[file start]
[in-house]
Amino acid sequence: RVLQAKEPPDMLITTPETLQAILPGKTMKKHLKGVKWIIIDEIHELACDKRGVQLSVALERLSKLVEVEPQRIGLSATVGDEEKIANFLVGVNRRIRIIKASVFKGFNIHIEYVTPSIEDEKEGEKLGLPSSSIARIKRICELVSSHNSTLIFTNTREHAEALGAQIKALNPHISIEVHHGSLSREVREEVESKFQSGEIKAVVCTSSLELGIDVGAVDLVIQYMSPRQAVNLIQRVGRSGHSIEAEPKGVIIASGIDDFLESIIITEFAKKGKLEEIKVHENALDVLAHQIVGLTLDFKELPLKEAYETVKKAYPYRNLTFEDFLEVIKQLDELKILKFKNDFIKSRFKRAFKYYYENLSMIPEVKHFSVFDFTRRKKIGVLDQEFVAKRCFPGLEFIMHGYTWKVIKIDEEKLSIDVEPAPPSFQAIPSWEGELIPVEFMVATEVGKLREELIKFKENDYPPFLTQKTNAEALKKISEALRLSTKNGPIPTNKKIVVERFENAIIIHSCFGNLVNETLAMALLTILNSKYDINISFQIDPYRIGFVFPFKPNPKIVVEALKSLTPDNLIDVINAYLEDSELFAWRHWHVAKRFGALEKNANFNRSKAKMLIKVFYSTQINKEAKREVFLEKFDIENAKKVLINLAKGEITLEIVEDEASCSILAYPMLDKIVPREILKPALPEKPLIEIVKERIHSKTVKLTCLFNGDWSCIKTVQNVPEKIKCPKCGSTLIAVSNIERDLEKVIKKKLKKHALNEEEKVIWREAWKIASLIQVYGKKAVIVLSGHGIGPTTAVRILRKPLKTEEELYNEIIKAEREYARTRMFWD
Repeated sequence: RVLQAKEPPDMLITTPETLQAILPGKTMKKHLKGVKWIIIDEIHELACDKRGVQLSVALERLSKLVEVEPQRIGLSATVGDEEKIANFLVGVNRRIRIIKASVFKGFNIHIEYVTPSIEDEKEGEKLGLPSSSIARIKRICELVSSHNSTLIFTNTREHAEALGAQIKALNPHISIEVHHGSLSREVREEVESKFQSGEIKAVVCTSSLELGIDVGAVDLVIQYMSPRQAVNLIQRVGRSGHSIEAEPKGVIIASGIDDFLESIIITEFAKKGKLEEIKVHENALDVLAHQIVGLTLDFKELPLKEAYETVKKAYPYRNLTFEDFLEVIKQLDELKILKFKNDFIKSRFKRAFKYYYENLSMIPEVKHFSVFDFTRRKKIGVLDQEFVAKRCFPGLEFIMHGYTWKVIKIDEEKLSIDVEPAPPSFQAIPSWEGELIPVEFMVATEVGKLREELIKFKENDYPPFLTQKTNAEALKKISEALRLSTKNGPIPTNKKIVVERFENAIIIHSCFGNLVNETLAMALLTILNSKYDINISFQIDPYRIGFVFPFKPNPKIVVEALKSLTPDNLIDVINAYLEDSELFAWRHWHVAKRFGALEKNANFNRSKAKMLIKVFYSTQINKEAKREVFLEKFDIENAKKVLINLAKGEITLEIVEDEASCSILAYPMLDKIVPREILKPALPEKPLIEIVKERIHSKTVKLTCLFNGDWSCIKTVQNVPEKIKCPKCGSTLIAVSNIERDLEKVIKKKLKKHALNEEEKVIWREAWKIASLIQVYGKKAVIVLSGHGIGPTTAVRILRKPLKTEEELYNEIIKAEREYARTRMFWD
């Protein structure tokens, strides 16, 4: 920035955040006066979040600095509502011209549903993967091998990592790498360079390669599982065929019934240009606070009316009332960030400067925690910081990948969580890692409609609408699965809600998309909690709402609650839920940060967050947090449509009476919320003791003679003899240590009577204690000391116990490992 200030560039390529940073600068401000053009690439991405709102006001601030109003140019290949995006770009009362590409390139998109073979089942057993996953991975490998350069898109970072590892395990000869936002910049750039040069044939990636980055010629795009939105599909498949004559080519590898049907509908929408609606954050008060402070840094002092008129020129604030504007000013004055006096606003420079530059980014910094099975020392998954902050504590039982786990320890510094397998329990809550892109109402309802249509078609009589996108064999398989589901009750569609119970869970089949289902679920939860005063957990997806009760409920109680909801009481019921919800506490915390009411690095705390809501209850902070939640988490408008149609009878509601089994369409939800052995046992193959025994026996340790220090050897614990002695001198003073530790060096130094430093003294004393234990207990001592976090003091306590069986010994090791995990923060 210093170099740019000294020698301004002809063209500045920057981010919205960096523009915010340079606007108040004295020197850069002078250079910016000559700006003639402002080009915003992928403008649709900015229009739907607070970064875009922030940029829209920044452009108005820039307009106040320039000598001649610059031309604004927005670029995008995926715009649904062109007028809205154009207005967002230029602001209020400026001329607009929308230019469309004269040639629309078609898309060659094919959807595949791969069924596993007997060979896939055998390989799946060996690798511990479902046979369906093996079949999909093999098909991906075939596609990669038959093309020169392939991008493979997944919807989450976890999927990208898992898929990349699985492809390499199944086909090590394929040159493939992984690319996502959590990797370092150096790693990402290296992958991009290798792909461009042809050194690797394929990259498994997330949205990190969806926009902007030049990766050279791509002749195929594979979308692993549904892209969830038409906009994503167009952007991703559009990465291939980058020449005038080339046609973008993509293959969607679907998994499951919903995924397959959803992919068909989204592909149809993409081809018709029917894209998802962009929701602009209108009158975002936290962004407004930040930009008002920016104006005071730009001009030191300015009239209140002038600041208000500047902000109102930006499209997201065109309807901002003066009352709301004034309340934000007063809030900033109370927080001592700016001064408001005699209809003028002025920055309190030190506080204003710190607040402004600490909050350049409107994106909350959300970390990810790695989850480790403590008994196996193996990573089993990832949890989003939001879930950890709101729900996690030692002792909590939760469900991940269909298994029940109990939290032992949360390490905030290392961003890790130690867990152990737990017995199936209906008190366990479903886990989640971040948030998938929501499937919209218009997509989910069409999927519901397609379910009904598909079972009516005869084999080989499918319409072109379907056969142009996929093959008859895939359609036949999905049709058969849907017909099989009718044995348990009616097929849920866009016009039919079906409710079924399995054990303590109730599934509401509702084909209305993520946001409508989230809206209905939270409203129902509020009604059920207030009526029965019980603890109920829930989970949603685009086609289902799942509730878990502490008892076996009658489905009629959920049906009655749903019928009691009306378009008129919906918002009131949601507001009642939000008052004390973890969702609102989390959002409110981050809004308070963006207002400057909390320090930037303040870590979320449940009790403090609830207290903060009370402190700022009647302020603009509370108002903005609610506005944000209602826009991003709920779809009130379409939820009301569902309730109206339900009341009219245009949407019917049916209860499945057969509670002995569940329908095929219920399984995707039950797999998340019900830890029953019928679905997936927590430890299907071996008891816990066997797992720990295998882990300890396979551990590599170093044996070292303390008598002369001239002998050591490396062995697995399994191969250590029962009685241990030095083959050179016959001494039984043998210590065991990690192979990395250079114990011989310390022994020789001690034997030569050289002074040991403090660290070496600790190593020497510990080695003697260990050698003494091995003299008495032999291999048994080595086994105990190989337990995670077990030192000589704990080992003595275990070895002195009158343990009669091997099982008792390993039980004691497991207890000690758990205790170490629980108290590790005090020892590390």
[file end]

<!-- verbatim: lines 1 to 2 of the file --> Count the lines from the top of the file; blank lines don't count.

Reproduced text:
[in-house]
Amino acid sequence: RVLQAKEPPDMLITTPETLQAILPGKTMKKHLKGVKWIIIDEIHELACDKRGVQLSVALERLSKLVEVEPQRIGLSATVGDEEKIANFLVGVNRRIRIIKASVFKGFNIHIEYVTPSIEDEKEGEKLGLPSSSIARIKRICELVSSHNSTLIFTNTREHAEALGAQIKALNPHISIEVHHGSLSREVREEVESKFQSGEIKAVVCTSSLELGIDVGAVDLVIQYMSPRQAVNLIQRVGRSGHSIEAEPKGVIIASGIDDFLESIIITEFAKKGKLEEIKVHENALDVLAHQIVGLTLDFKELPLKEAYETVKKAYPYRNLTFEDFLEVIKQLDELKILKFKNDFIKSRFKRAFKYYYENLSMIPEVKHFSVFDFTRRKKIGVLDQEFVAKRCFPGLEFIMHGYTWKVIKIDEEKLSIDVEPAPPSFQAIPSWEGELIPVEFMVATEVGKLREELIKFKENDYPPFLTQKTNAEALKKISEALRLSTKNGPIPTNKKIVVERFENAIIIHSCFGNLVNETLAMALLTILNSKYDINISFQIDPYRIGFVFPFKPNPKIVVEALKSLTPDNLIDVINAYLEDSELFAWRHWHVAKRFGALEKNANFNRSKAKMLIKVFYSTQINKEAKREVFLEKFDIENAKKVLINLAKGEITLEIVEDEASCSILAYPMLDKIVPREILKPALPEKPLIEIVKERIHSKTVKLTCLFNGDWSCIKTVQNVPEKIKCPKCGSTLIAVSNIERDLEKVIKKKLKKHALNEEEKVIWREAWKIASLIQVYGKKAVIVLSGHGIGPTTAVRILRKPLKTEEELYNEIIKAEREYARTRMFWD